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Monk Subclasses 5e

Monks are martial artists to the core, but each Monk follows a different path. Each Monk chooses which path or Way that they focus and meditate on to guide their martial prowess and growth. If you’re a fan of old martial arts movies, you’ll recognize a lot of the tropes that the Ways of the Monk tend to follow.

Today, we’re looking at the Ways or Subclasses for the 5e Monk and ranking them by our favorites. 

Table of Contents

Here is our ranked list of Monk Subclasses in 5e DnD:

  • #10 – Way of the Sun Soul
  • #9 – Way of the Kensei
  • #8 – Way of the Four Elements
  • #7 – Way of the Ascendant Dragon
  • #6 – Way of the Open Hand
  • #5 – Way of the Astral Self
  • #4 – Way of the Long Death
  • #3 – Way of Shadow
  • #2 – Way of Mercy
  • #1 – Way of the Drunken Master

#10. Way of the Sun Soul

The Way of the Sun Soul subclass can be found in Sword Coast Adventurer’s Guide and Xanathar’s Guide to Everything.

Monks that follow that Way of the Sun Soul gain their strength through the power of the sun and jolly cooperation… wait, wrong game. They gain abilities that are empowered by radiant energies that they can channel into their strikes making them one of the few Monk subclasses that have an inherent ranged attack. 

Way of the Sun Soul Subclass Feature

The primary ability of the Way of the Sun Soul is their Radiant Sun Bolt. It’s a ranged spell that they’re able to deal radiant damage with instead of using their melee attack. They can empower it with Ki to cast the ability twice in a single turn. The damage is weak but grows as they level up. They have additional abilities, but Radiant Sun Bolt is going to be your bread and butter. 

Pros of the Way of the Sun Soul Subclass

Way of the Sun Soul is one of the few Monk Subclasses that give a ranged attack option right from the beginning. It’s a nice ability that doesn’t need spell charges or Ki, and can basically be spammed like a cantrip.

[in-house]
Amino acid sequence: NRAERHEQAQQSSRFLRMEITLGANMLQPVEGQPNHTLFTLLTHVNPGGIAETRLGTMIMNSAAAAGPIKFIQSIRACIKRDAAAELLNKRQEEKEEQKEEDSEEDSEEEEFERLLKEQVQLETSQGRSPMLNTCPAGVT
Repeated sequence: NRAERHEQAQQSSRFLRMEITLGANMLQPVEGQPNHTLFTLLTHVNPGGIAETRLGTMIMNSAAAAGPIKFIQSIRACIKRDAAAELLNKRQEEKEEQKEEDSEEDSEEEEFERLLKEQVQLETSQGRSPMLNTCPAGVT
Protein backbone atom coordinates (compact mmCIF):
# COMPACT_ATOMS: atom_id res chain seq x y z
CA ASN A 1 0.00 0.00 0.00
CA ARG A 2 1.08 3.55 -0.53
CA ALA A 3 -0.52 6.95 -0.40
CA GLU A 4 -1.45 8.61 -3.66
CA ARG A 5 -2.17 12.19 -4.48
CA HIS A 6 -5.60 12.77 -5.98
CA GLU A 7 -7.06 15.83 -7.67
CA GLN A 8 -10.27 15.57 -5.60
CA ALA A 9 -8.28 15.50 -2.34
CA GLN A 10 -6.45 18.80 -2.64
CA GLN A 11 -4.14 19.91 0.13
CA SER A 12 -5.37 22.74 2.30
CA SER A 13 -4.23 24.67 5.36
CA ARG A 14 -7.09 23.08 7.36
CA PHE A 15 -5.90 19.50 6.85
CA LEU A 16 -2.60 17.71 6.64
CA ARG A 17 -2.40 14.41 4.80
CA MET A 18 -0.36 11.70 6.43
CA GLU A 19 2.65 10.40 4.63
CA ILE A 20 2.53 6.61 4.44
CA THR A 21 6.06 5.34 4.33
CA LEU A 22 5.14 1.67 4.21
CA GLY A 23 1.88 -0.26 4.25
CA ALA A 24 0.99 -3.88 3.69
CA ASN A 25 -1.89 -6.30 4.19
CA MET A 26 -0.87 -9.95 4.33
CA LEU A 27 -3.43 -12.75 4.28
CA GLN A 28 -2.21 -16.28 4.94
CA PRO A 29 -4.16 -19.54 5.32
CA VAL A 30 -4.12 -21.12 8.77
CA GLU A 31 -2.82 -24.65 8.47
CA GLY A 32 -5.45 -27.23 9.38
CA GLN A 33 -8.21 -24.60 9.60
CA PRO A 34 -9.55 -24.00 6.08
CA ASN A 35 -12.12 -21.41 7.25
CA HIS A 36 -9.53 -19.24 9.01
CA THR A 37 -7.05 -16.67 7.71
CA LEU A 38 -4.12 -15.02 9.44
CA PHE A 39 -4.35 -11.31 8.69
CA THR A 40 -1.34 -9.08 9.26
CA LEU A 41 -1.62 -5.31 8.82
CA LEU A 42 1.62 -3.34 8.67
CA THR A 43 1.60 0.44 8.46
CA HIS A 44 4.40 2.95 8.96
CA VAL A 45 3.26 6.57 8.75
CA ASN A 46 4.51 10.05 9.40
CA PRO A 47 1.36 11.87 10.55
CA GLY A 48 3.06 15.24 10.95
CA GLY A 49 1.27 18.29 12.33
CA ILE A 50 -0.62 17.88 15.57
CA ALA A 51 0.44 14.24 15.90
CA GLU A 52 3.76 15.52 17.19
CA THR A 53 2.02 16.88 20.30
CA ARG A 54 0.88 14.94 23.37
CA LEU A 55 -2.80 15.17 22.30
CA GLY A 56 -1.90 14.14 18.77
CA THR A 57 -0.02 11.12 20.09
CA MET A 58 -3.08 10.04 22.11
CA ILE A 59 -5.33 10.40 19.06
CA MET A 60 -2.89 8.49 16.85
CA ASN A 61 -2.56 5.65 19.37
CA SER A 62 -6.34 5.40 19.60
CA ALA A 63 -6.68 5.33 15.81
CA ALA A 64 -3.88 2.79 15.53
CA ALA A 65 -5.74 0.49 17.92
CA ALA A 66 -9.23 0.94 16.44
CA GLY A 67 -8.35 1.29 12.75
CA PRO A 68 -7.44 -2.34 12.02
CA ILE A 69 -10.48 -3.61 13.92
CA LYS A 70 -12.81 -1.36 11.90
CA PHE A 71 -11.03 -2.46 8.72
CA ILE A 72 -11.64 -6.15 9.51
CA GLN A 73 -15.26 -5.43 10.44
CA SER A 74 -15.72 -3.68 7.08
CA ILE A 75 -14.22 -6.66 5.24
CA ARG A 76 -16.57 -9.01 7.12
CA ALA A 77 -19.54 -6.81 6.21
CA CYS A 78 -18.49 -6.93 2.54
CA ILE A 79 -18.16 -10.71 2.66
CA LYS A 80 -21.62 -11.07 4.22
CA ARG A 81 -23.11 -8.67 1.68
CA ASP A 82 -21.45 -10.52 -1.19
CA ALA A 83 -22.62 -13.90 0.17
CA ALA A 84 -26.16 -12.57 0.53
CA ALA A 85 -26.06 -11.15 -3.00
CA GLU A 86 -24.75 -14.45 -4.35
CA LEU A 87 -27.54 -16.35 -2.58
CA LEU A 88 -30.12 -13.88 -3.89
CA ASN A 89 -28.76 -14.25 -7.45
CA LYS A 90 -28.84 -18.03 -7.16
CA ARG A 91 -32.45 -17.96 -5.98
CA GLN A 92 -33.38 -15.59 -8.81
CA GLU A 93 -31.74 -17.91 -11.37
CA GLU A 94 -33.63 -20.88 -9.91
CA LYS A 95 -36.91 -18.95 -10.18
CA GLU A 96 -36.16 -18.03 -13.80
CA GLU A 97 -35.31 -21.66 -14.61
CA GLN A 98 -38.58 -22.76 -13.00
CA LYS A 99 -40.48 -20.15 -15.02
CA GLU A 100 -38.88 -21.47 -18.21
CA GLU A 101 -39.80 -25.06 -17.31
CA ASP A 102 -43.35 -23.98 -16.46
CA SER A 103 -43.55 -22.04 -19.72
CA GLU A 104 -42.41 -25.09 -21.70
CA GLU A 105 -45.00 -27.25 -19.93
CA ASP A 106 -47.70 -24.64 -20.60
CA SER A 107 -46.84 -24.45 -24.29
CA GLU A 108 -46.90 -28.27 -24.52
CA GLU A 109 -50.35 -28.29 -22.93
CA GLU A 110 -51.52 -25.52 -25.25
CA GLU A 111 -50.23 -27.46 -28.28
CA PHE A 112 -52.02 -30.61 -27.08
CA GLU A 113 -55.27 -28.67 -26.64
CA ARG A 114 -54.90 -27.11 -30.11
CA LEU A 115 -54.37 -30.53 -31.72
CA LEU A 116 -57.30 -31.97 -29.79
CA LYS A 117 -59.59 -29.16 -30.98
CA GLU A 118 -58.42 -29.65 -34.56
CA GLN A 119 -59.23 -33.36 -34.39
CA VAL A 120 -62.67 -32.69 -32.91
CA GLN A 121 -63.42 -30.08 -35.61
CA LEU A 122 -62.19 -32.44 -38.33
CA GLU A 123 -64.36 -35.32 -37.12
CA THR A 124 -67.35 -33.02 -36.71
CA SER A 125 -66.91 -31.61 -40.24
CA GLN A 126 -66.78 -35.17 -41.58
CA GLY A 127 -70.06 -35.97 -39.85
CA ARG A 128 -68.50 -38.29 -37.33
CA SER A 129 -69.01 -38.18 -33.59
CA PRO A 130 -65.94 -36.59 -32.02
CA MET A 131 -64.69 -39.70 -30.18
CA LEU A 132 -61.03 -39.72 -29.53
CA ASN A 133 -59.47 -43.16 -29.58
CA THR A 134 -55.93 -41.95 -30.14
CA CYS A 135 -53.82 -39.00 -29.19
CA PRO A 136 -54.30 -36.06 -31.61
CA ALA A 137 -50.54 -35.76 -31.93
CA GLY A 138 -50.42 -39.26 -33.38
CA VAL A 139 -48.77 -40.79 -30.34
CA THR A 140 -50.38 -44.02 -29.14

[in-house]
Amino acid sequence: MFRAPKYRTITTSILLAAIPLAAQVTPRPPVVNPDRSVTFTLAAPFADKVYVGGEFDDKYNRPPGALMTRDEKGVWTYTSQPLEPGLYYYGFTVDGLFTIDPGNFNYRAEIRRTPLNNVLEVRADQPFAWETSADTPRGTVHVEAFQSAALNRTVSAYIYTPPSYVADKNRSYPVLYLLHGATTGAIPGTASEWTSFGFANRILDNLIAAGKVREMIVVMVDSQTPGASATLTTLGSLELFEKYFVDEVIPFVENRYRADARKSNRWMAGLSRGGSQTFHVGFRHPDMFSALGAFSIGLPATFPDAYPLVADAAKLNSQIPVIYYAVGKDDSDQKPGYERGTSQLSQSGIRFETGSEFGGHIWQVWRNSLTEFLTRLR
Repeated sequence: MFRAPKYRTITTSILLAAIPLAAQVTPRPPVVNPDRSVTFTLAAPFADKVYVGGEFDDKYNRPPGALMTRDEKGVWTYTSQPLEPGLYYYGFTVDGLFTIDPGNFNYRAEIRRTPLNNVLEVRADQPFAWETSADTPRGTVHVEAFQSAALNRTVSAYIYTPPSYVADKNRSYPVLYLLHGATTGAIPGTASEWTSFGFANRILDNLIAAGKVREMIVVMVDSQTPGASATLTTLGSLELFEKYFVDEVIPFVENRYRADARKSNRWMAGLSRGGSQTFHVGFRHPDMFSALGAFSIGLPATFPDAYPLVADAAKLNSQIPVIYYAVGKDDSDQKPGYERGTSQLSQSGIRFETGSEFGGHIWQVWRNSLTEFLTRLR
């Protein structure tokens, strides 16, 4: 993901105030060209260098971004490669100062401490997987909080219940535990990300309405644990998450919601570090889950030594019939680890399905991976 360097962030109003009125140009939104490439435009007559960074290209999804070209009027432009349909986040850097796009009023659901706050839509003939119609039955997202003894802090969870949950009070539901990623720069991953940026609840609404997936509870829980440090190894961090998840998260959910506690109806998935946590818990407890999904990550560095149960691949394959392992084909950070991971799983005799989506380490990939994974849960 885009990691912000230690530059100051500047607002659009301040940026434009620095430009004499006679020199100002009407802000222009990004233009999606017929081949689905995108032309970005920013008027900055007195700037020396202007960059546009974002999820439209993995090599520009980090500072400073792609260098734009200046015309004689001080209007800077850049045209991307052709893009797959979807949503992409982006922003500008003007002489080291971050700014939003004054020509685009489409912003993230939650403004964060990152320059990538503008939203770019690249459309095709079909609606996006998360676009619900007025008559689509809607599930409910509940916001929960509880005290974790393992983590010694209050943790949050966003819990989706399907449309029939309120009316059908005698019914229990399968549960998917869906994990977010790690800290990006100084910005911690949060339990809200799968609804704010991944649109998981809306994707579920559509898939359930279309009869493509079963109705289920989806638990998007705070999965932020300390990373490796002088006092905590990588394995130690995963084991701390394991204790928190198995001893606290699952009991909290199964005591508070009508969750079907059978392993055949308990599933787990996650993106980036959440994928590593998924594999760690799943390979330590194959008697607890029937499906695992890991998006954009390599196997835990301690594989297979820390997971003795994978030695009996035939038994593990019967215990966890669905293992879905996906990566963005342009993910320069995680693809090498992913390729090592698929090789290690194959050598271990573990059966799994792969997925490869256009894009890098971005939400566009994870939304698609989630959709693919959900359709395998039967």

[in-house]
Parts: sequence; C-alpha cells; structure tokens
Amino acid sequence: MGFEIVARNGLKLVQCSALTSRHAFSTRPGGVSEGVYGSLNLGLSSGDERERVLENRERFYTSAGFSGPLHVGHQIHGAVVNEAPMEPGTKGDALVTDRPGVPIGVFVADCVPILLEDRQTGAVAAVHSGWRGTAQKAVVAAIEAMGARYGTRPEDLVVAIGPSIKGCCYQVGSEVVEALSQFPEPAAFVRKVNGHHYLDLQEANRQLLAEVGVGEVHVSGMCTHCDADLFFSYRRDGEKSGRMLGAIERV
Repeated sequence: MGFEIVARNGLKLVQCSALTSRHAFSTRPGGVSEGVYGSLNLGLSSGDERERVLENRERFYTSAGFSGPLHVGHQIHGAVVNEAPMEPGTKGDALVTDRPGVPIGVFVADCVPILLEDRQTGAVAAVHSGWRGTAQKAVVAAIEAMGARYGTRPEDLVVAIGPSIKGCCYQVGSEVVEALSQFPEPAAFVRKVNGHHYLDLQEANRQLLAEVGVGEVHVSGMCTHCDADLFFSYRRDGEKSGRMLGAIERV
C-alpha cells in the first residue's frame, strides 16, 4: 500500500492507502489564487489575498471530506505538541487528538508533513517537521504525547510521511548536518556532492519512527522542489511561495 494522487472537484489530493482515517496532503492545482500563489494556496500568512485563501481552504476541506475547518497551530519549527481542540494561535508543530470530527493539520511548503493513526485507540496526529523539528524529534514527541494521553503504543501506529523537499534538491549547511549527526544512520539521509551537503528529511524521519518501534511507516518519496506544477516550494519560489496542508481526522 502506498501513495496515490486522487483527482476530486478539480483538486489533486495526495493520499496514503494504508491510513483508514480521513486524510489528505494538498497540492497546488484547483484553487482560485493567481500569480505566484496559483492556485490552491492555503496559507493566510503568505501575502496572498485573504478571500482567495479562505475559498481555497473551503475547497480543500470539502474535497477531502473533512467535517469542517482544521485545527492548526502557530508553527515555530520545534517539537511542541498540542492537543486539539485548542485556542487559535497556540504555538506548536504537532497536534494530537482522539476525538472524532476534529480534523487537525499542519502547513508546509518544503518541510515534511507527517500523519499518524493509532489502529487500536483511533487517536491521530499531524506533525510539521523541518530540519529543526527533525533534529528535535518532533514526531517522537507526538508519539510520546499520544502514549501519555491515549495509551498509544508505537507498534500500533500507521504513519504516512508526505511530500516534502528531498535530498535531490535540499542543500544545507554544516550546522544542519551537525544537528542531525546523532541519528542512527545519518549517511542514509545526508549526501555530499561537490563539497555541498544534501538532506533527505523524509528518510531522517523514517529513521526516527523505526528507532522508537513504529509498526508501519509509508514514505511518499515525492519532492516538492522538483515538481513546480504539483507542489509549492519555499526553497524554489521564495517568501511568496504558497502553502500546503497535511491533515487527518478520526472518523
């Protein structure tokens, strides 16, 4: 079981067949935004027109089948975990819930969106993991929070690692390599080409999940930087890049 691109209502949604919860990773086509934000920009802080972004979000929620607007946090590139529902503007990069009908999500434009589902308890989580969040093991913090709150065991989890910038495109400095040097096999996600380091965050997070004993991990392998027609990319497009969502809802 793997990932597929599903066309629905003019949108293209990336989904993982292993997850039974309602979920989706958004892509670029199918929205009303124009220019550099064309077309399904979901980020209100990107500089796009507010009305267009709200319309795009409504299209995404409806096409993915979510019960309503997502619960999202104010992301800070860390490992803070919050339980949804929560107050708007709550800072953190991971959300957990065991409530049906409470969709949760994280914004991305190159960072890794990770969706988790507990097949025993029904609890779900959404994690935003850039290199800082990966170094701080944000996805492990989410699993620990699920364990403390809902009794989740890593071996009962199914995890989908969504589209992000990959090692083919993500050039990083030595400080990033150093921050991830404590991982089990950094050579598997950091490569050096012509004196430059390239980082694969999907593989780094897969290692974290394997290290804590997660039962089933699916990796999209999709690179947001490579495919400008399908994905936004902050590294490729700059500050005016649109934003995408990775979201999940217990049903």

Cons of the Way of the Sun Soul Subclass 

The downside is that Radiant Sun Bolt isn’t that great damage-wise. It can be empowered using Ki points to cast it twice, but you’ll quickly find yourself running out of Ki points early on. Although other classes aren’t handed a ranged attack there are a lot of other viable options for ranged attacks. Way of the Sun Soul has a lot of cool ideas, but they just never seem to pan out. 

#9. Way of the Kensei

The Way of the Kensei subclass can be found in Xanathar’s Guide to Everything.

Way of the Kensei Monks are the weapons masters of the Monk class. They train with one melee weapon and one ranged weapon to the exclusion of all else and they become a deadly extension of their body. 

Way of the Kensei Subclass Feature

The way of the Kensei gives the Monk access to weapon proficiencies outside of their class and they gain various bonuses with them.

Agile Parry is probably one of the better features that let them make an unarmed strike and then gain +2 AC when holding their Kensei weapon.

They’ll also eventually be able to imbue their weapons with magical energy so that they’ll always have a magical weapon on hand just in case they encounter a creature that needs a magical weapon to break through their defenses. 

Pros of the Way of the Kensei Subclass

Way of the Kensei lets players focus on a specific weapon type and gives proficiencies not normally available to the player. In addition, those specific weapons are more effective in their hands than they would be for other players. 

Cons of the Way of the Kensei Subclass 

It’s not a bad class, but unless you’re going for a specific weapon proficiency, other subclasses offer a lot better damage bonuses and abilities. It’s also not the most exciting subclass. The abilities are all utilitarian and add a bonus here or there, but there’s nothing flashy or show-stopping. 

#8. Way of the Four Elements

The Way of the Four Elements subclass can be found in the Player’s Handbook.